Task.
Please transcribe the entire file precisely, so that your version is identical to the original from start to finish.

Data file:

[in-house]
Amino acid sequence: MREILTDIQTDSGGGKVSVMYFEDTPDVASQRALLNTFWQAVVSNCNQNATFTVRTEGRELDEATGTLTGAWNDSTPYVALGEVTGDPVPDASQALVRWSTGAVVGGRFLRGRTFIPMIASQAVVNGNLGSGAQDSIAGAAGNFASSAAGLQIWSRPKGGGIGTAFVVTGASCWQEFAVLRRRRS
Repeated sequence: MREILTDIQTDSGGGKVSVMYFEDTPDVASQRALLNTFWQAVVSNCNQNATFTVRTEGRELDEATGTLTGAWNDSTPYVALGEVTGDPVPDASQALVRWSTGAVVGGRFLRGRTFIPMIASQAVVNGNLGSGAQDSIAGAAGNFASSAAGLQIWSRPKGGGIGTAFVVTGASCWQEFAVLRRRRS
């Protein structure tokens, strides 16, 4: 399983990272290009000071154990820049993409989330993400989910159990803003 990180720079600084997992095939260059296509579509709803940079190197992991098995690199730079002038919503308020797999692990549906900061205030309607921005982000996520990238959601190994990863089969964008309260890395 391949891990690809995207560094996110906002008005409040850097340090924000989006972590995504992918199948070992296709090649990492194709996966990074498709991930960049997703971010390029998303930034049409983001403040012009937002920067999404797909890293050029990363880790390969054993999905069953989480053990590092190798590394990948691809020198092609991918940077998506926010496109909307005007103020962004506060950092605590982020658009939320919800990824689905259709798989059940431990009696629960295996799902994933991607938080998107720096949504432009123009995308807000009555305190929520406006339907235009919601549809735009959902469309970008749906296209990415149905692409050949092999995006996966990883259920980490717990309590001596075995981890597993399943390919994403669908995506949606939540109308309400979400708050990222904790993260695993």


[in-house]
Amino acid sequence: MREILTDIQTDSGGGKVSVMYFEDTPDVASQRALLNTFWQAVVSNCNQNATFTVRTEGRELDEATGTLTGAWNDSTPYVALGEVTGDPVPDASQALVRWSTGAVVGGRFLRGRTFIPMIASQAVVNGNLGSGAQDSIAGAAGNFASSAAGLQIWSRPKGGGIGTAFVVTGASCWQEFAVLRRRRS
Repeated sequence: MREILTDIQTDSGGGKVSVMYFEDTPDVASQRALLNTFWQAVVSNCNQNATFTVRTEGRELDEATGTLTGAWNDSTPYVALGEVTGDPVPDASQALVRWSTGAVVGGRFLRGRTFIPMIASQAVVNGNLGSGAQDSIAGAAGNFASSAAGLQIWSRPKGGGIGTAFVVTGASCWQEFAVLRRRRS
């Protein structure tokens, strides 16, 4: 399983990272290009000071154990820049993409989330993400989910159990803003 990180720079600084997992095939260059296509579509709803940079190197992991098995690199730079002038919503308020797999692990549906900061205030309607921005982000996520990238959601190994990863089969964008309260890395 391949891990690809995207560094996110906002008005409040850097340090924000989006972590995504992918199948070992296709090649990492194709996966990074498709991930960049997703971010390029998303930034049409983001403040012009937002920067999404797909890293050029990363880790390969054993999905069953989480053990590092190798590394990948691809020198092609991918940077998506926010496109909307005007103020962004506060950092605590982020658009939320919800990824689905259709798989059940431990009696629960295996799902994933991607938080998107720096949504432009123009995308807000009555305190929520406006339907235009919601549809735009959902469309970008749906296209990415149905692409050949092999995006996966990883259920980490717990309590001596075995981890597993399943390919994403669908995506949606939540109308309400979400708050990222904790993260695993």